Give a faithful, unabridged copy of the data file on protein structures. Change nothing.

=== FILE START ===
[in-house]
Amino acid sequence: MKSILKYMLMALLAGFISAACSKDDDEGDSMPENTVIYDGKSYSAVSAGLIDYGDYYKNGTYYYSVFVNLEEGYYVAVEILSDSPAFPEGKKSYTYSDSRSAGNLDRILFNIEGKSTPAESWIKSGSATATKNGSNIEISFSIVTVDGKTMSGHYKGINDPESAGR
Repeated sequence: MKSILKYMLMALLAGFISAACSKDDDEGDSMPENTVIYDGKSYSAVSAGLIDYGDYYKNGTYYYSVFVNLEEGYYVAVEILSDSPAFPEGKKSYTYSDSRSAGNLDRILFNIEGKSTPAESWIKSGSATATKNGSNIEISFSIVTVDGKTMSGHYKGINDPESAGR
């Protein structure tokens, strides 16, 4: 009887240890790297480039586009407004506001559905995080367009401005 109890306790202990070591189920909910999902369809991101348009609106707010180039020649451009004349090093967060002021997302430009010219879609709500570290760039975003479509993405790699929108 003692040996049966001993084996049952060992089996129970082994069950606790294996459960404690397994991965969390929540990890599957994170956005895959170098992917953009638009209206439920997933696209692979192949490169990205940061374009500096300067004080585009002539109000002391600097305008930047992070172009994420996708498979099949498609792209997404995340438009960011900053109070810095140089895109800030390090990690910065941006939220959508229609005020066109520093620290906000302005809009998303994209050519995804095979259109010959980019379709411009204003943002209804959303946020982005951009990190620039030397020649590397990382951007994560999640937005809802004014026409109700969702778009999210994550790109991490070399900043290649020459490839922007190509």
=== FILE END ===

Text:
[in-house]
Amino acid sequence: MKSILKYMLMALLAGFISAACSKDDDEGDSMPENTVIYDGKSYSAVSAGLIDYGDYYKNGTYYYSVFVNLEEGYYVAVEILSDSPAFPEGKKSYTYSDSRSAGNLDRILFNIEGKSTPAESWIKSGSATATKNGSNIEISFSIVTVDGKTMSGHYKGINDPESAGR
Repeated sequence: MKSILKYMLMALLAGFISAACSKDDDEGDSMPENTVIYDGKSYSAVSAGLIDYGDYYKNGTYYYSVFVNLEEGYYVAVEILSDSPAFPEGKKSYTYSDSRSAGNLDRILFNIEGKSTPAESWIKSGSATATKNGSNIEISFSIVTVDGKTMSGHYKGINDPESAGR
């Protein structure tokens, strides 16, 4: 009887240890790297480039586009407004506001559905995080367009401005 109890306790202990070591189920909910999902369809991101348009609106707010180039020649451009004349090093967060002021997302430009010219879609709500570290760039975003479509993405790699929108 003692040996049966001993084996049952060992089996129970082994069950606790294996459960404690397994991965969390929540990890599957994170956005895959170098992917953009638009209206439920997933696209692979192949490169990205940061374009500096300067004080585009002539109000002391600097305008930047992070172009994420996708498979099949498609792209997404995340438009960011900053109070810095140089895109800030390090990690910065941006939220959508229609005020066109520093620290906000302005809009998303994209050519995804095979259109010959980019379709411009204003943002209804959303946020982005951009990190620039030397020649590397990382951007994560999640937005809802004014026409109700969702778009999210994550790109991490070399900043290649020459490839922007190509």